Institute Ranks UCSD as Biotech Leader

    UCSD, located in one of the most dense biotechnology sectors in the United States, was named in a recent study as one of the top universities in the world for its ability to develop and translate biotechnology into medical treatments, drugs and other commercial applications.

    The study was released last month by the Milken Institute, an independent economic think tank that uses research to identify and implement innovative ideas for “creating broad-based prosperity,” according to the institute’s Web site.

    In the study, the institute examined and ranked universities worldwide based on their abilities to transfer biotechnology by way of the three critical stages of biotech development: published research, number of patents issued and commercial outcomes.

    American universities dominated the rankings, and UCSD ranked sixth and eighth in the categories of publication and patent advancement, respectively. The UC system ranked second overall, behind the Massachusetts Institute of Technology, in the area of technology transfer commercialization, which includes biotechnology spin-off company startups.

    “We are very pleased to be recognized in this major study,” Chancellor Marye Anne Fox stated in a press release. “UC San Diego has always taken its role as an economic engine for the region very seriously. Our ability to effectively transfer knowledge to the marketplace … has played a significant role … in major economic, commercial and healthcare benefits to the San Diego region and California.”

    UCSD was also recognized for its “exemplary performance” in the field of cell and developmental biology, where its citation rate was 67 percent more than the sample’s university average.

    Assistant Vice Chancellor of Technology Transfer and Intellectual Property Services Alan S. Paau attributed UCSD’s success to three policies: serving as a “resource center” for activities related to intellectual property, organizing intellectual properties to promote issues related to entrepreneurism and organizing global outreach activities that promote campus technology.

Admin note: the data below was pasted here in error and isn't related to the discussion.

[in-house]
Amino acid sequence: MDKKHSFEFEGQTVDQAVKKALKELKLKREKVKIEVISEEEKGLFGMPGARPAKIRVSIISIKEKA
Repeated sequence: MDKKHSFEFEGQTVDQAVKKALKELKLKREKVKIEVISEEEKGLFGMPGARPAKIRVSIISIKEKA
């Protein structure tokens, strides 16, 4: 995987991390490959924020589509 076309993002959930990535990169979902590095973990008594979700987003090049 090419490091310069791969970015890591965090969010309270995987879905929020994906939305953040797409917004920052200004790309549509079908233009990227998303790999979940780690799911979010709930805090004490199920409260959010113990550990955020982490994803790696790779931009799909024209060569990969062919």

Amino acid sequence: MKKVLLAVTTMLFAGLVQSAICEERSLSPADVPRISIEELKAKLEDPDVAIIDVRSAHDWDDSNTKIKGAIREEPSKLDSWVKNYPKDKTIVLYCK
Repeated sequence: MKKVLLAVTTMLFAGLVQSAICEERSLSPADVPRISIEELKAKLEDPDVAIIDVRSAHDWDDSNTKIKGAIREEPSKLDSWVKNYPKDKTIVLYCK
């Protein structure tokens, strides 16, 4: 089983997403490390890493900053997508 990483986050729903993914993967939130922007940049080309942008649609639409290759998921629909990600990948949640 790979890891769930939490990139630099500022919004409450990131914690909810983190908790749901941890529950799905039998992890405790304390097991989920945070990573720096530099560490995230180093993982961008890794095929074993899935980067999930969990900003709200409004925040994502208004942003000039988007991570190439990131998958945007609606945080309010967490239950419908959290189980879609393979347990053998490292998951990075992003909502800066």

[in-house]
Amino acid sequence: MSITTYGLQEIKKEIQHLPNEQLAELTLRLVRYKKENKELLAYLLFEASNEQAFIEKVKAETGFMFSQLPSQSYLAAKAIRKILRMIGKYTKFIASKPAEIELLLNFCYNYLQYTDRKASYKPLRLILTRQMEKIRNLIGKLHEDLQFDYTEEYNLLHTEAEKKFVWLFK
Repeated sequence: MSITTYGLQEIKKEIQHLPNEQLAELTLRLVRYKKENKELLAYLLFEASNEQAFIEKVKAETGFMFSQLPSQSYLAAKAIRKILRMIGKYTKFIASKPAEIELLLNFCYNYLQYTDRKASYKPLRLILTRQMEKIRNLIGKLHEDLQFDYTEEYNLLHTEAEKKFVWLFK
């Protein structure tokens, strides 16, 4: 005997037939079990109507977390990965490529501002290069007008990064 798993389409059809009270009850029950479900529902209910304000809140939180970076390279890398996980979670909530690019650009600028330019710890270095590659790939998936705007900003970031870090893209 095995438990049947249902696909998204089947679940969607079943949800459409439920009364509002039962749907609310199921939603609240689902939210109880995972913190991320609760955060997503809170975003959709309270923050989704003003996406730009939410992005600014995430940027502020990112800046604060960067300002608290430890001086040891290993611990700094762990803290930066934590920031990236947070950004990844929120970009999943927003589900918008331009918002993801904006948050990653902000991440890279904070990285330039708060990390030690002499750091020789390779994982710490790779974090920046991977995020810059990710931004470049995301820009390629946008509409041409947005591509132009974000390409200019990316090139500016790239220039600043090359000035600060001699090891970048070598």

The TTIPS office began in November 1994 with a staff of two people, but has since grown to 30, Paau stated in an e-mail. In addition, UCSD has increased its technology transfer-related gross income immensely since the office’s inception, from $2.96 million in 1995 to $22.1 million in 2006. The campus has earned a total of $126.09 million in its 12-year history.

    “Technologies licensed in the earlier years are finally reaching the market and are generating royalties on products sold,” Paau stated in an e-mail.

    Licensed UCSD patents have resulted in more than 230 commercial products offered by nearly 50 companies, according to Paau.

    Among the many examples of UCSD’s biotechnology products are Erbitux, used for the treatment of colorectal, head and neck cancers, and Elmiron, which is used for the treatment of interstitial cystitis. In addition, UCSD has also produced metabolites from marine microbes for use in anti-wrinkle cosmetics and green fluorescent protein derivatives used in biological research.

    According to a UC Office of the President press release, UCSD has secured approximately 560 U.S. patents, placing second nationally behind UC San Francisco, and has granted 494 licenses for commercial development and founded more than 100 startups based on licensed UCSD technologies. Moreover, UCOP estimates that 220 companies have spun off from UCSD faculty, staff and alumni.

    UCSD plans to further its prominence in the field of biotechnology transfer by forming more partnerships with industry leaders.

    “[UCSD] is good at doing research,” Paau stated in an e-mail. “We do not have much capability (and shouldn’t) in product development. Therefore, building partnerships with industry and entrepreneurs will continue to be our plan to further our ability to turn innovations into beneficial products [that] serve society and promote regional economic development.”

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